Jurisdiction

What is jurisdiction? The basic concept of jurisdiction isn’t so hard to understand. A government has authority over its own people but not over people outside its borders. Divorce is governed by state law, so a state can divorce its own citizens but not the citizens of other states, right? Well, no. The most basic element of a divorce is the dissolution of marital status. The United States Supreme Court held many years ago that states have the power to dissolve the marital status of their own citizens even if one of the spouses does not live within their borders. The result is referred to as a “divisible divorce.” A state that has jurisdiction over just one of the two spouses may dissolve the marital status, it does not have power to determine property rights, like division of marital property and alimony.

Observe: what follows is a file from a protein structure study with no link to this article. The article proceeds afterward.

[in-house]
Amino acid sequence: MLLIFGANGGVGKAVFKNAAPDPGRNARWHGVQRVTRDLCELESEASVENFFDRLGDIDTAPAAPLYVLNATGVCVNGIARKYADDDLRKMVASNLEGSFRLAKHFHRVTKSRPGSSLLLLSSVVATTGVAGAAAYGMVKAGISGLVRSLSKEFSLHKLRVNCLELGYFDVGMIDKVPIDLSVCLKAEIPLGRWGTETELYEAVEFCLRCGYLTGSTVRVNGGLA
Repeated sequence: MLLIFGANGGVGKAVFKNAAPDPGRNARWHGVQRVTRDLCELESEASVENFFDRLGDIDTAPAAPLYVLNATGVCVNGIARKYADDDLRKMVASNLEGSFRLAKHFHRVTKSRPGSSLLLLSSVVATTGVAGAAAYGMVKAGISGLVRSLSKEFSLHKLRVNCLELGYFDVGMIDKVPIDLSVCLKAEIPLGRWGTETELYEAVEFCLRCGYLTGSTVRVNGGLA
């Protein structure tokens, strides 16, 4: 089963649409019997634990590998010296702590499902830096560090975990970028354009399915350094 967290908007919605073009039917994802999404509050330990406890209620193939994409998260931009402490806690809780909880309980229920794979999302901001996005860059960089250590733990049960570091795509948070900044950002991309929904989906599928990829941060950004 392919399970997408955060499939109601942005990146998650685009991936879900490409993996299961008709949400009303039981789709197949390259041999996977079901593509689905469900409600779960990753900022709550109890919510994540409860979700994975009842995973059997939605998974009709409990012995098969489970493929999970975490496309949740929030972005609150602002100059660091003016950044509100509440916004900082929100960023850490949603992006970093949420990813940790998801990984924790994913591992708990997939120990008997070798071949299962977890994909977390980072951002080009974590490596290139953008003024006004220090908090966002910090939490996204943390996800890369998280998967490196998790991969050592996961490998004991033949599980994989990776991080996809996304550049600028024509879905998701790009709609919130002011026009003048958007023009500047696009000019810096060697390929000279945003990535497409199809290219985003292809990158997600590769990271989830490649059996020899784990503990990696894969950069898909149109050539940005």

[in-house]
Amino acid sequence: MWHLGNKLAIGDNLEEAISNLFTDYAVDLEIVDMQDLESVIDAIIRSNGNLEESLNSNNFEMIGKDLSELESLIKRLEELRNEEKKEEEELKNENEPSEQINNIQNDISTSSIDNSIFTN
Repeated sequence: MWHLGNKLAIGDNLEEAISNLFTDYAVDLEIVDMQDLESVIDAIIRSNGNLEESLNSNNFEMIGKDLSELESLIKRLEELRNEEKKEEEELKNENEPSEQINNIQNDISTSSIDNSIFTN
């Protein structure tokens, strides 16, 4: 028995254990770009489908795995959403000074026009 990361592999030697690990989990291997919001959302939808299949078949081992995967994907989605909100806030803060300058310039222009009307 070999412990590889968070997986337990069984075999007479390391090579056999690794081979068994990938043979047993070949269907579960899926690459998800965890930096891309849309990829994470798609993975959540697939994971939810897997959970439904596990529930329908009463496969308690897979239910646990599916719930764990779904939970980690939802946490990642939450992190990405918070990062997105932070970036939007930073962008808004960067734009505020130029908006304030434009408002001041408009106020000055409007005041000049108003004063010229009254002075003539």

How does jurisdiction affect child support? All fifty states in the U.S. have enacted a version of the Uniform Interstate Family Support Act, a law that determines which state has power to initiate, enforce or modify a child support order when the spouses or parents live in different states. This law (called UIFSA) is not a federal law, but a uniform state law which has been enacted, in slightly various forms, in all fifty states. It does not impose the same child support guidelines in every state, but dictates which state’s courts shall have jurisdiction in cases where the parties do not live in the same state.

How does jurisdiction affect custody? All fifty states in the U.S. have enacted a version of the Uniform Child Custody Jurisdiction and Enforcement Act (or its predecessor, the Uniform Child Custody Jurisdiction Act), which dictates which state may initiate, modify or enforce a custody order. Many countries around the world are signatories to the Hague Convention, a treaty which facilitates the resolution of international custody disputes.

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